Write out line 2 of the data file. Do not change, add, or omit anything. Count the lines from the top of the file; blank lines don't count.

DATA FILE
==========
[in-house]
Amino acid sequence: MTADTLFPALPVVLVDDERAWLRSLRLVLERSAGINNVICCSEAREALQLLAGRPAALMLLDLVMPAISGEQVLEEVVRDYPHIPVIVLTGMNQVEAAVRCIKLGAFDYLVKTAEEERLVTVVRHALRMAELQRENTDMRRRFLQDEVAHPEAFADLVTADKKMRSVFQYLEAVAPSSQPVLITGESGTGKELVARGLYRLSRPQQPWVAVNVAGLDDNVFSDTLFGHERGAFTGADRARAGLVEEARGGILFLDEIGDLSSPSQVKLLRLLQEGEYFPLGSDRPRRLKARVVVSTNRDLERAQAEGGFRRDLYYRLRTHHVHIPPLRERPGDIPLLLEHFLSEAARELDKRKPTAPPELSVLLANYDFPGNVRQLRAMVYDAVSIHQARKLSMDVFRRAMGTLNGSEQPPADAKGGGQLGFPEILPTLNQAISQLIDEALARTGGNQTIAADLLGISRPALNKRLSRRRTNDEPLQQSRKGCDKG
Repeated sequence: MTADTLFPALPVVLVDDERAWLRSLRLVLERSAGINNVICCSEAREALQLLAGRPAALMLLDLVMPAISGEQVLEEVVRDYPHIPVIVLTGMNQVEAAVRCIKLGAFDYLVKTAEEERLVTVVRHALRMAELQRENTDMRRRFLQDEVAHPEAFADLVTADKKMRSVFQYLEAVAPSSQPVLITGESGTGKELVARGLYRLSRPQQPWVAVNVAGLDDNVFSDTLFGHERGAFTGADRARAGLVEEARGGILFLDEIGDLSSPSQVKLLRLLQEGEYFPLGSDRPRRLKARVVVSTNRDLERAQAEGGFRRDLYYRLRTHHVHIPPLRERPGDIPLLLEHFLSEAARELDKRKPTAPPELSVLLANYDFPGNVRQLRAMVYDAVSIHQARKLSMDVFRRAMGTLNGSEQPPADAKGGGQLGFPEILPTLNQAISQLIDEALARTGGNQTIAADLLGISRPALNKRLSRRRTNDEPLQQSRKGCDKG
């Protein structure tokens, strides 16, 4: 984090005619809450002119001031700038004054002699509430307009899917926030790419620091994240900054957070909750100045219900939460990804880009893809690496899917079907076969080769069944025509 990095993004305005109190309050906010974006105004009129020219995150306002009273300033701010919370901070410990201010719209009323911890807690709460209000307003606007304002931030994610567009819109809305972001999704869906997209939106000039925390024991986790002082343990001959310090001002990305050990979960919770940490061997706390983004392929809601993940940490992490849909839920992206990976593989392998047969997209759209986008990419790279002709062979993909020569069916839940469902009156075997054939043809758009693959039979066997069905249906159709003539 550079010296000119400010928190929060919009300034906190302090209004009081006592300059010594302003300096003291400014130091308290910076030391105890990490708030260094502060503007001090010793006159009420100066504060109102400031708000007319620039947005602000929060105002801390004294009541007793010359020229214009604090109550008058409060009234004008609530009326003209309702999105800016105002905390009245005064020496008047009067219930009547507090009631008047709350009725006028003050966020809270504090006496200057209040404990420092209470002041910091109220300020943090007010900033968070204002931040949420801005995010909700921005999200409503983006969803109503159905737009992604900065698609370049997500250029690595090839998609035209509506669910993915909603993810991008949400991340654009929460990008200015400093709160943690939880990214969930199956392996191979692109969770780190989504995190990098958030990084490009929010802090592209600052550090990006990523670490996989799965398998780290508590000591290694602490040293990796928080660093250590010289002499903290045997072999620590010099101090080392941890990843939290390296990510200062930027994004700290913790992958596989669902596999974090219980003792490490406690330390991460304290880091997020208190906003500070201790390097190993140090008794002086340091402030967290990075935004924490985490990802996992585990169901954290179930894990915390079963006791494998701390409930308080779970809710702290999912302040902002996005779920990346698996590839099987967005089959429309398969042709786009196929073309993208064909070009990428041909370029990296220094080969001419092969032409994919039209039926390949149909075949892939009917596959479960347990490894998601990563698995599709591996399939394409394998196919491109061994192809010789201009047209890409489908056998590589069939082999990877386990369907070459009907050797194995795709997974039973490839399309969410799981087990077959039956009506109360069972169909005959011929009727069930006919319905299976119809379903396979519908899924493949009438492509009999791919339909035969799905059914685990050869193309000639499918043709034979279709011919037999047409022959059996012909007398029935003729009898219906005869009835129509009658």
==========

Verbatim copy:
Amino acid sequence: MTADTLFPALPVVLVDDERAWLRSLRLVLERSAGINNVICCSEAREALQLLAGRPAALMLLDLVMPAISGEQVLEEVVRDYPHIPVIVLTGMNQVEAAVRCIKLGAFDYLVKTAEEERLVTVVRHALRMAELQRENTDMRRRFLQDEVAHPEAFADLVTADKKMRSVFQYLEAVAPSSQPVLITGESGTGKELVARGLYRLSRPQQPWVAVNVAGLDDNVFSDTLFGHERGAFTGADRARAGLVEEARGGILFLDEIGDLSSPSQVKLLRLLQEGEYFPLGSDRPRRLKARVVVSTNRDLERAQAEGGFRRDLYYRLRTHHVHIPPLRERPGDIPLLLEHFLSEAARELDKRKPTAPPELSVLLANYDFPGNVRQLRAMVYDAVSIHQARKLSMDVFRRAMGTLNGSEQPPADAKGGGQLGFPEILPTLNQAISQLIDEALARTGGNQTIAADLLGISRPALNKRLSRRRTNDEPLQQSRKGCDKG